For a complete breakdown of regulations, consult the 2013-14 Pennsylvania Hunting & Trapping Digest, which is issued to hunters at the time they purchase their licenses. The digest also is available online at the Game Commission’s website,
          One very important regulation that applies statewide is the requirement for each hunters to wear a minimum of 250 square inches of fluorescent orange material on his or her head, chest and back combined. An orange hat and vest will satisfy the requirement. And for safety’s sake, nonhunters who might be in the outdoors during the deer season and other hunting seasons might also want to consider wearing orange at this time.

          Deer forecast
          While deer populations are being tracked as stable or increasing in most of the state, many other factors influence deer hunting, said Chris Rosenberry, who supervises the Game Commission’s deer and elk section.
          The availability of food sources in an area plays a role in the deer harvest at a local level, he said.
          This year has produced a spotty acorn crop statewide, said David Gustafson, the Game Commission’s chief forester. A late spring frost affected white oaks and chestnut oaks. And a cold and wet spring in 2012 affected red oaks, which take two years to produce. Those conditions have combined to limit acorn availability in many areas.
          That’s not to say there aren’t acorns to be found, Gustafson said. In some cases, though, it can take some work to find them. Meanwhile, soft-mast and fruit crops have been good this year statewide, he said.
          And Gustafson said he’s seen areas this year where food has appeared more plentiful in the low-hanging parts of valleys.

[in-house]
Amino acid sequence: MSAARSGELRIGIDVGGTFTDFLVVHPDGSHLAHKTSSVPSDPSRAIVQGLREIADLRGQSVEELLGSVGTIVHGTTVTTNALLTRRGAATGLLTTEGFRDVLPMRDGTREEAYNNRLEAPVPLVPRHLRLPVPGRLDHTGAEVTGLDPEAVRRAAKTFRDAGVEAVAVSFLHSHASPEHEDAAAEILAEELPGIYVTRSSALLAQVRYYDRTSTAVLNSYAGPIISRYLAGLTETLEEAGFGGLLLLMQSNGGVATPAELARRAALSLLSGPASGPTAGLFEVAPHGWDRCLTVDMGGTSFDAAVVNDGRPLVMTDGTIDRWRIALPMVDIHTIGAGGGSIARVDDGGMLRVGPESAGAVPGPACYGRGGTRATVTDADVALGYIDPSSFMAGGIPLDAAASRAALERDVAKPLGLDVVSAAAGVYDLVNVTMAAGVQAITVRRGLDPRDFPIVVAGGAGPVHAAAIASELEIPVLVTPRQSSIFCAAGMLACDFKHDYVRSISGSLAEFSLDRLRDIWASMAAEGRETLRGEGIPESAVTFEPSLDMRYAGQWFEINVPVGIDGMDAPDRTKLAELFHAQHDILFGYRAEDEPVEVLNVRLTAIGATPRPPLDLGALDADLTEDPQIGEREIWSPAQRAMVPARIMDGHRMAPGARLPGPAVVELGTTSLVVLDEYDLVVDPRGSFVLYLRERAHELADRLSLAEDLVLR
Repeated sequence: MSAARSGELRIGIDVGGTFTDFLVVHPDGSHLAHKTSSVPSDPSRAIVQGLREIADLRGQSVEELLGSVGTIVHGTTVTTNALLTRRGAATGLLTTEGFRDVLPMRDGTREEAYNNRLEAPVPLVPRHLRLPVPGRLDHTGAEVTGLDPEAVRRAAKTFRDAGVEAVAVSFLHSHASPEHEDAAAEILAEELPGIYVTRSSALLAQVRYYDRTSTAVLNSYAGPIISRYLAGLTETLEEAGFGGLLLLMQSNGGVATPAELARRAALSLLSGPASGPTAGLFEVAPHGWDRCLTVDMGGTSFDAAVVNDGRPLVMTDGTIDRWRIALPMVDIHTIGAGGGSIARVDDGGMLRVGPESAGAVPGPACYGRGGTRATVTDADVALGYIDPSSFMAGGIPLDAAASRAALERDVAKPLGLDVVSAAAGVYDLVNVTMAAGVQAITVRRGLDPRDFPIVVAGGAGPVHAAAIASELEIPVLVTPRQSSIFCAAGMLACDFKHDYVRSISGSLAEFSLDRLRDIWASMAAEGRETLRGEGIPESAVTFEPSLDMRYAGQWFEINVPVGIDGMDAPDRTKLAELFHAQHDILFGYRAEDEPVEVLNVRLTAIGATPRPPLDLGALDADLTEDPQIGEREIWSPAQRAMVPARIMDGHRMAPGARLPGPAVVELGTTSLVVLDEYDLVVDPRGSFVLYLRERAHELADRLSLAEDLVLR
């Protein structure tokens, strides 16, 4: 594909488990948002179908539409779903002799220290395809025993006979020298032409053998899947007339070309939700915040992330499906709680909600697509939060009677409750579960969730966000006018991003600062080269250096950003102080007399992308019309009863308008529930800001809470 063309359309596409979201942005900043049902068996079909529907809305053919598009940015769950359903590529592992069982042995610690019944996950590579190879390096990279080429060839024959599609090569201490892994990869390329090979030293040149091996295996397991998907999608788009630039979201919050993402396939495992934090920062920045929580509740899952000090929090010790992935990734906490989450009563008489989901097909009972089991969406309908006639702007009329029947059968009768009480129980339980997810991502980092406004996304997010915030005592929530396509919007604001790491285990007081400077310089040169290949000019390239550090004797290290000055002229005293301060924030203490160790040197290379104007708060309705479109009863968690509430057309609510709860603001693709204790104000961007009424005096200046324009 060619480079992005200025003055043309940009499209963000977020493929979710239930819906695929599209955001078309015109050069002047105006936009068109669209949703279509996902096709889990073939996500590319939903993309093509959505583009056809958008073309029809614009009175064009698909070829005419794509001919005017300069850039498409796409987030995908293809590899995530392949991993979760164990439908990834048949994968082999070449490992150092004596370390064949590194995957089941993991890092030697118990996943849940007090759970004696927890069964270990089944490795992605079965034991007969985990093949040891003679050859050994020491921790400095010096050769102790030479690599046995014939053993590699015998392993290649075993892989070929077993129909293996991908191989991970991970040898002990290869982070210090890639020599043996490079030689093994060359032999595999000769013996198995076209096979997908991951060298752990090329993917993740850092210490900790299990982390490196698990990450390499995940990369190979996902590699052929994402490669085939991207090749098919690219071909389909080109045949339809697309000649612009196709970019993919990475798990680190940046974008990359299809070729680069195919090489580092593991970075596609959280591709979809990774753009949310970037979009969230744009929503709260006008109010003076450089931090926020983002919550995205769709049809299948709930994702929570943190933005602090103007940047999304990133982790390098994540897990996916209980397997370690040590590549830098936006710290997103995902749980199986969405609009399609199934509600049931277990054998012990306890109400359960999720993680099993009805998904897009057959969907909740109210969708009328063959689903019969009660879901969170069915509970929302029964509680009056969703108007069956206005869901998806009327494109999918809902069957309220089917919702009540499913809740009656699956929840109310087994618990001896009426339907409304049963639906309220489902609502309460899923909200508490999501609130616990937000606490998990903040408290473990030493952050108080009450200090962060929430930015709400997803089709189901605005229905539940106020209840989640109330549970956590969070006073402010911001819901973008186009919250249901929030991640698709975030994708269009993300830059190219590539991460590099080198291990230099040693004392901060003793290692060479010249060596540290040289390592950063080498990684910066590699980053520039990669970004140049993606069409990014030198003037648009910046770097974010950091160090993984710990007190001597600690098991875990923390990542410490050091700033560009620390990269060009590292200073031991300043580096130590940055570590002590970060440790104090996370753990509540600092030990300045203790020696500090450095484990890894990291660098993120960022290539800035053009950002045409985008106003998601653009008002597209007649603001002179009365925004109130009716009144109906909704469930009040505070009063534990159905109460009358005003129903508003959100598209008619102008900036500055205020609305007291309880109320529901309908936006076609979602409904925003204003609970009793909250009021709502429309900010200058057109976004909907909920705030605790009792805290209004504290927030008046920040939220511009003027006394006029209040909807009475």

In any case, finding those food sources can be the key to hunting success.
          While factors like food and weather can influence the deer harvest, Rosenberry said it’s unlikely the late start will play much of a role.
          The timing of deer-hunting seasons in relation to the deer’s breeding season, commonly referred to as the rut, can impact the harvest, he said. But he said other factors typically are more important, as evidenced by deer harvests in different seasons with either early or late starts.
          Those hunters taking part in the season have a sizeable chance of taking home a trophy. A good crop of adult bucks is produced each year statewide, and last year’s harvest resulted in about 200 new entries into Pennsylvania’s Big Game Records Program, which recognizes exceptional whitetails, bears and elk.
          Meanwhile, hunting license sales also are slightly ahead of their 2012 pace.
          All of it adds to the potential for an outstanding deer season, Roe said.
          “Considering deer and hunter numbers both are good, the pieces are in place for a great season,” Roe said. “And for those hunters who harvest their ‘buck of a lifetime’ this year, it will be the best season ever.
          “That chance lies in store for the hundreds of thousands of Pennsylvanians who will take part in our deer seasons,” he said. “I hope each of them soon discovers that, indeed, good things come to those who wait.”

          Proper licensing
          Hunters during the statewide firearms season can harvest antlered deer if they possess a valid general hunting license, which costs $20.70 for adult residents and $101.70 for adult nonresidents.
          Each hunter between the ages of 12 and 17 must possess a junior license, which costs $6.70 for residents and $41.70 for nonresidents.
          Hunters younger than 12 must possess a valid mentored youth hunting permit and be accompanied at all times by a properly licensed adult mentor, as well as follow other regulations.
          In order to harvest antlerless deer, hunter must possess either a valid antlerless deer license or a valid DMAP permit.
          Antlerless deer licenses can be used only within the wildlife management unit for which their issued. DMAP permits can be used only on the specific properties for which they’re issued.
          For many areas, antlerless licenses or DMAP permits might already be sold out. License availability can be checked online through the Game Commission’s website.
          Licenses can be purchased online, but as the season nears, hunters might find it better to purchase licenses in person. Deer licenses purchased online are mailed, meaning they might not arrive in time if purchased too close to the start of the season.